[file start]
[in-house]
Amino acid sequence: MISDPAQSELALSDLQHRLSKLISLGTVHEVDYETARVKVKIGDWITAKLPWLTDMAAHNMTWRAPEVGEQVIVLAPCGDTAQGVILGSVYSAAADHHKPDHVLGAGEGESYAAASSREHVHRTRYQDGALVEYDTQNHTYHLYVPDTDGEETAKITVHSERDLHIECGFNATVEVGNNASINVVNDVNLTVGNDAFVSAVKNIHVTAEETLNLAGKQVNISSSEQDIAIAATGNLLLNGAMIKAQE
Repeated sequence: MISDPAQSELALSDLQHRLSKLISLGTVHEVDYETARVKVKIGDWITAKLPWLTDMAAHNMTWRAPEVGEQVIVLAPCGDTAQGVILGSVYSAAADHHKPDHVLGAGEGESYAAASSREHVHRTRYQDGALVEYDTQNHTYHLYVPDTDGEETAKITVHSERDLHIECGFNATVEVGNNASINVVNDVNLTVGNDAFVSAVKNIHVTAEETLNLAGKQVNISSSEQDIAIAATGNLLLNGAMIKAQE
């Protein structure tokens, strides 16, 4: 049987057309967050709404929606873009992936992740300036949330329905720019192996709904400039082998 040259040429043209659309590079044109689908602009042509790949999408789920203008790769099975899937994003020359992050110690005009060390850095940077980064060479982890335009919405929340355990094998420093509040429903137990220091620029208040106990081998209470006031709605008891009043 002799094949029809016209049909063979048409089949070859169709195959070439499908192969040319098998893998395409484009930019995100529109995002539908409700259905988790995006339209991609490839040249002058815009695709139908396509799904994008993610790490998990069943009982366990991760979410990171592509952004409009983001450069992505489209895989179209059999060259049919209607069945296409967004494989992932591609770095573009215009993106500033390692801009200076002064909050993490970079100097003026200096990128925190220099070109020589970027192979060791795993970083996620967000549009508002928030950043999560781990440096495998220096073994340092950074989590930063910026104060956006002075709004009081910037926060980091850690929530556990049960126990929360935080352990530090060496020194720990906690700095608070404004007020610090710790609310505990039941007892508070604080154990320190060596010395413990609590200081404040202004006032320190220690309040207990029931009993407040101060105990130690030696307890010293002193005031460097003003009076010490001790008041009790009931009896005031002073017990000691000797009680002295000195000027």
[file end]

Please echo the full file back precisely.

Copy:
[in-house]
Amino acid sequence: MISDPAQSELALSDLQHRLSKLISLGTVHEVDYETARVKVKIGDWITAKLPWLTDMAAHNMTWRAPEVGEQVIVLAPCGDTAQGVILGSVYSAAADHHKPDHVLGAGEGESYAAASSREHVHRTRYQDGALVEYDTQNHTYHLYVPDTDGEETAKITVHSERDLHIECGFNATVEVGNNASINVVNDVNLTVGNDAFVSAVKNIHVTAEETLNLAGKQVNISSSEQDIAIAATGNLLLNGAMIKAQE
Repeated sequence: MISDPAQSELALSDLQHRLSKLISLGTVHEVDYETARVKVKIGDWITAKLPWLTDMAAHNMTWRAPEVGEQVIVLAPCGDTAQGVILGSVYSAAADHHKPDHVLGAGEGESYAAASSREHVHRTRYQDGALVEYDTQNHTYHLYVPDTDGEETAKITVHSERDLHIECGFNATVEVGNNASINVVNDVNLTVGNDAFVSAVKNIHVTAEETLNLAGKQVNISSSEQDIAIAATGNLLLNGAMIKAQE
């Protein structure tokens, strides 16, 4: 049987057309967050709404929606873009992936992740300036949330329905720019192996709904400039082998 040259040429043209659309590079044109689908602009042509790949999408789920203008790769099975899937994003020359992050110690005009060390850095940077980064060479982890335009919405929340355990094998420093509040429903137990220091620029208040106990081998209470006031709605008891009043 002799094949029809016209049909063979048409089949070859169709195959070439499908192969040319098998893998395409484009930019995100529109995002539908409700259905988790995006339209991609490839040249002058815009695709139908396509799904994008993610790490998990069943009982366990991760979410990171592509952004409009983001450069992505489209895989179209059999060259049919209607069945296409967004494989992932591609770095573009215009993106500033390692801009200076002064909050993490970079100097003026200096990128925190220099070109020589970027192979060791795993970083996620967000549009508002928030950043999560781990440096495998220096073994340092950074989590930063910026104060956006002075709004009081910037926060980091850690929530556990049960126990929360935080352990530090060496020194720990906690700095608070404004007020610090710790609310505990039941007892508070604080154990320190060596010395413990609590200081404040202004006032320190220690309040207990029931009993407040101060105990130690030696307890010293002193005031460097003003009076010490001790008041009790009931009896005031002073017990000691000797009680002295000195000027």